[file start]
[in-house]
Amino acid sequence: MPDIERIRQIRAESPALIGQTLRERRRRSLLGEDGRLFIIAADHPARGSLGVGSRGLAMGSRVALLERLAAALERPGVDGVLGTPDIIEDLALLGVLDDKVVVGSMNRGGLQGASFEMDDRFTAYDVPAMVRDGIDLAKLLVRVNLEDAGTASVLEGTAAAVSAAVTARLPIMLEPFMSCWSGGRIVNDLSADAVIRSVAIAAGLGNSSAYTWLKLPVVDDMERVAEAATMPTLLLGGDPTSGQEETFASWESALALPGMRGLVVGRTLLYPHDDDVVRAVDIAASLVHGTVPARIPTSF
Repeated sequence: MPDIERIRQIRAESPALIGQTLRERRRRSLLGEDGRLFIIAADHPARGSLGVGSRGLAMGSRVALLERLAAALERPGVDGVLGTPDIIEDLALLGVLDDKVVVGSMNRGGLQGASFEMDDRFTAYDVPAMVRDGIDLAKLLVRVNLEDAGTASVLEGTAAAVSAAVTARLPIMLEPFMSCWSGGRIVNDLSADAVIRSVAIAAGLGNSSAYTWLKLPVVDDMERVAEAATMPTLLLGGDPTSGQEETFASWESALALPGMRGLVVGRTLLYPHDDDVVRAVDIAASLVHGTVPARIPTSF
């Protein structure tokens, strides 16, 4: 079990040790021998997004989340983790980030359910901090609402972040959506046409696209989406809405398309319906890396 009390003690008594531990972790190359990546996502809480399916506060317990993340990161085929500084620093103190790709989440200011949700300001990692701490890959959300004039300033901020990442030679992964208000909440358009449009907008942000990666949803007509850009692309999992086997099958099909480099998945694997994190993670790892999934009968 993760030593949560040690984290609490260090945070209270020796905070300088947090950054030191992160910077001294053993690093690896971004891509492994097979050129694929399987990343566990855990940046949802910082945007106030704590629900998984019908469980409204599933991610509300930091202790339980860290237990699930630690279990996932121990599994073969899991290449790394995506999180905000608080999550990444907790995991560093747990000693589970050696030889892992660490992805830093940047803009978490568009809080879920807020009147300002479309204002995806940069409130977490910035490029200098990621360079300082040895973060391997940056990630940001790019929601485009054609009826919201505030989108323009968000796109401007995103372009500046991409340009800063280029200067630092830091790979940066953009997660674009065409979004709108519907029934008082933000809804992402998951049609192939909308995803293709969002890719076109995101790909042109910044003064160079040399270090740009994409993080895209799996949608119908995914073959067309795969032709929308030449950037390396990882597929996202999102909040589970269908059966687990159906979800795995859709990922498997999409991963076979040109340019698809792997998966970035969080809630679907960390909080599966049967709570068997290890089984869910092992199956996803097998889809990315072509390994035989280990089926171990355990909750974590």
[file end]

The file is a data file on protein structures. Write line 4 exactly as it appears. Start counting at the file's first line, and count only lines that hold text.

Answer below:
């Protein structure tokens, strides 16, 4: 079990040790021998997004989340983790980030359910901090609402972040959506046409696209989406809405398309319906890396 009390003690008594531990972790190359990546996502809480399916506060317990993340990161085929500084620093103190790709989440200011949700300001990692701490890959959300004039300033901020990442030679992964208000909440358009449009907008942000990666949803007509850009692309999992086997099958099909480099998945694997994190993670790892999934009968 993760030593949560040690984290609490260090945070209270020796905070300088947090950054030191992160910077001294053993690093690896971004891509492994097979050129694929399987990343566990855990940046949802910082945007106030704590629900998984019908469980409204599933991610509300930091202790339980860290237990699930630690279990996932121990599994073969899991290449790394995506999180905000608080999550990444907790995991560093747990000693589970050696030889892992660490992805830093940047803009978490568009809080879920807020009147300002479309204002995806940069409130977490910035490029200098990621360079300082040895973060391997940056990630940001790019929601485009054609009826919201505030989108323009968000796109401007995103372009500046991409340009800063280029200067630092830091790979940066953009997660674009065409979004709108519907029934008082933000809804992402998951049609192939909308995803293709969002890719076109995101790909042109910044003064160079040399270090740009994409993080895209799996949608119908995914073959067309795969032709929308030449950037390396990882597929996202999102909040589970269908059966687990159906979800795995859709990922498997999409991963076979040109340019698809792997998966970035969080809630679907960390909080599966049967709570068997290890089984869910092992199956996803097998889809990315072509390994035989280990089926171990355990909750974590």